The data of the application belongs exclusively to the user of the Low Code platform. In other words, our clients. During the development of the application, it is possible to select which database will be used. By default, the corresponding Low Code Platform database is used. However, it is possible to use your own databases.
No, the application cannot be migrated to another low code platform. This is the only disadvantage of low code environments. It is possible to either export the data or use a custom database. Thus, it is always ensured that the data can be used independently of the low code platform.
This sounds somewhat more dramatic than it actually is. The platforms we work with have been on the market for several years and have already supported over 700,000 applications, to name just one example. Hence, there is no danger of a certain platform no longer being available from one day to the next.
The low code platforms we work with are designed for scalable solutions. It is therefore no problem at all to have, for example, 30,000 active users. There are enough examples of very successful companies that have developed the software application exclusively with low code.
As with any solution, there are not only advantages, but disadvantages as well. Currently we see two main disadvantages.
- The code is not exportable. The application only works with the respective low code platform. It is not possible (at least not with the platforms we use) to transfer the application from one platform to another. However, it is possible to export the data or use a custom database. But this is always a problem as soon as third party components are used. For instance, if an application uses cloud services, these cannot be replaced without effort either.
- Developers cannot "look inside" the application. Since the code is not written in-house, the low-code platform must be relied upon. But this problem exists again as soon as third-party components are used. Certainty is provided by the fact that the platform demonstrates how many other clients have successfully used the platform before.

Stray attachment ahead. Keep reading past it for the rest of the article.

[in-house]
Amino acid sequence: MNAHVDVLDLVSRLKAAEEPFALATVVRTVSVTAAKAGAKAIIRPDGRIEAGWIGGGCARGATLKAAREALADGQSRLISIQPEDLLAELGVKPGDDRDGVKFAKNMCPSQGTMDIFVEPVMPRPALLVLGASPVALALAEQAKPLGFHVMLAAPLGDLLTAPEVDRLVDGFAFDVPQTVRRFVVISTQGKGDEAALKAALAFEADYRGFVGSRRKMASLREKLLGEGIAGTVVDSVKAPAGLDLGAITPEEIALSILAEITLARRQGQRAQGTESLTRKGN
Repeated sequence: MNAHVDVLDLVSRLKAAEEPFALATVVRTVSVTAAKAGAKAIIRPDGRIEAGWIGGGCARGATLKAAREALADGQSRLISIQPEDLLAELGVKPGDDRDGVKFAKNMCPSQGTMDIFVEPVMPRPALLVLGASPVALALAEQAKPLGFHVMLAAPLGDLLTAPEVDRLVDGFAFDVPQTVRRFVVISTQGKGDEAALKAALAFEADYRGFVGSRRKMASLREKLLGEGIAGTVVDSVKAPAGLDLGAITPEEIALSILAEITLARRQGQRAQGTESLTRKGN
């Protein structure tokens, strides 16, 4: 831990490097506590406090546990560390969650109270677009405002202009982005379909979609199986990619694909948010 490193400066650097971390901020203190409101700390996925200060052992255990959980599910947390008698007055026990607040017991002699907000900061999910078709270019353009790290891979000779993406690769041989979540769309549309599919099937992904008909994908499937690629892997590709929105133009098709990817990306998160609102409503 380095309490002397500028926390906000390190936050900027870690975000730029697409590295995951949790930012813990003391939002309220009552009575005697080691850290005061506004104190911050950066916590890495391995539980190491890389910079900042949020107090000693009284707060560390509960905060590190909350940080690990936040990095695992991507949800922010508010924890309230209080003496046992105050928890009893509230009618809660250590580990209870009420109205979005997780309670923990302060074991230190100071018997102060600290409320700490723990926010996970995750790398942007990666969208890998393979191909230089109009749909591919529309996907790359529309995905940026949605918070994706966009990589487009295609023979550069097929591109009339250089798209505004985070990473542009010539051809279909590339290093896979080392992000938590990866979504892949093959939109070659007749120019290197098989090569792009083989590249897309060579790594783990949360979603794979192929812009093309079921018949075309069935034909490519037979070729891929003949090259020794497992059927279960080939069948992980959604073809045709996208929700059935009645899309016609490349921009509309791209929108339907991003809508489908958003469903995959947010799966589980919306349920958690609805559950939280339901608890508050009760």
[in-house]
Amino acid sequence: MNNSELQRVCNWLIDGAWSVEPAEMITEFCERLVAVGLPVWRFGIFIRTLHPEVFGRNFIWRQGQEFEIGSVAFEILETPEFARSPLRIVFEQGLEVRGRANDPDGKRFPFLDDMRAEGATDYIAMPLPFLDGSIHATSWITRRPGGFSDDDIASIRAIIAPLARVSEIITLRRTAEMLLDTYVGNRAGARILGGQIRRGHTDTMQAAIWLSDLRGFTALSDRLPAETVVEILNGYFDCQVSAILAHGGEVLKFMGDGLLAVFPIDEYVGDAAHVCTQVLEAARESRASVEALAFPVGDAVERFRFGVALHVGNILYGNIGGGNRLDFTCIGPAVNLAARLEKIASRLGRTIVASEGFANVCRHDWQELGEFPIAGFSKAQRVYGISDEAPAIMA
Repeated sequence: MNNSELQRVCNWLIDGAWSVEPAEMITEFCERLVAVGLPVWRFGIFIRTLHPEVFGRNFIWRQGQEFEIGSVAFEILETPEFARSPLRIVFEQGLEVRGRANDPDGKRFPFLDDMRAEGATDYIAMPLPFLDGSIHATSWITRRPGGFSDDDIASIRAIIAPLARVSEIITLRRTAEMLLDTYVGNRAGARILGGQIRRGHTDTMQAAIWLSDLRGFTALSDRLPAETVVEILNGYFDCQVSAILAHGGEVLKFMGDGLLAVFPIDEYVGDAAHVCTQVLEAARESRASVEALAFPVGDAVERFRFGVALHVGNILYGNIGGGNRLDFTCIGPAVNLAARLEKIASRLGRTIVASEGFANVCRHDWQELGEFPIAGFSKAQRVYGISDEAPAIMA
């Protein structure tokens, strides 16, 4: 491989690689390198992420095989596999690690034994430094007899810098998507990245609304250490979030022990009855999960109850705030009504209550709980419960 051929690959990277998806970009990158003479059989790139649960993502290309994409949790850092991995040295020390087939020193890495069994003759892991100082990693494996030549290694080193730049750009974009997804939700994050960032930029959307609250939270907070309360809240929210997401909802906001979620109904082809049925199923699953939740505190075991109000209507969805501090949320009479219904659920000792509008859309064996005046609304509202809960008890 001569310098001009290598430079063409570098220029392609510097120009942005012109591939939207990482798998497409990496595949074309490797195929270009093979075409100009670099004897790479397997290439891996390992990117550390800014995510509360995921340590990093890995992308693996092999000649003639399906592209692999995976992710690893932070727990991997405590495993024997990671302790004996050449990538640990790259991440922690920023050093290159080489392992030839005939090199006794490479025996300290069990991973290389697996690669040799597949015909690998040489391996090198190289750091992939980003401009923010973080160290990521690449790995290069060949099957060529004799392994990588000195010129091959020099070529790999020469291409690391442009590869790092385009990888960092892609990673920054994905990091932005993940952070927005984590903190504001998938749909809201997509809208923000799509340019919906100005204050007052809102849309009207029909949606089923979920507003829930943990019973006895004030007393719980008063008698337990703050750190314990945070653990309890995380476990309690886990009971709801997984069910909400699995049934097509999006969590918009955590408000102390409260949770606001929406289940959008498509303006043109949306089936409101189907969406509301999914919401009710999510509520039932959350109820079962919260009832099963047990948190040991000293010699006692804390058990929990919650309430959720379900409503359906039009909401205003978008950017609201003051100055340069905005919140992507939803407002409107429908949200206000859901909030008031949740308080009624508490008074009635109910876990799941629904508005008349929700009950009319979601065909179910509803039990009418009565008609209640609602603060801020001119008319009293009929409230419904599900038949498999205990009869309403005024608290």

The Low Code platforms as well as we have given a lot of thought to the question of data protection. Basically, it is first necessary to consider whether personal data is being processed. Furthermore, it has to be considered whether the data is especially worthy of protection. A number of data protection requirements can be covered with the way the application is built. In addition, a data processing agreement also helps to be able to run the application on US servers. It depends on the particular use case, but it is definitely possible to develop data protection-compliant low-code applications without major difficulties.
Most of the requirements are much more related to the architecture of the application and must also be considered in hard code developments.
It all depends on which low-code platform is being used. Bubble, for example, provides an excellent way to interact with other systems via APIs. External APIs can be used, but also the application can be called via an API.
The answer to this is also highly dependent on which low code platform you are using. The platforms we work with have a very wide range of 3rd party integrations. From social login to payment services. According to the application, the integration possibility can be evaluated in advance.
Most low-code platforms already provide a very good user management. This includes all default functionalities. It is also possible to integrate other identity providers such as Google, Facebook or LinkedIn via the OAuth2.
Low code platforms are far better known in other countries, such as the USA, as in Germany. The idea of developing software applications without coding has been around for several years. One reason for the relatively low usage is the lack of awareness regarding the possibilities. We were in the SW development industry ourselves for years and only really noticed it by chance and discovered the potential.
Another problem is that many software developers and service providers perceive a danger for their business. If clients are able to develop applications themselves, this may have an impact on their revenues.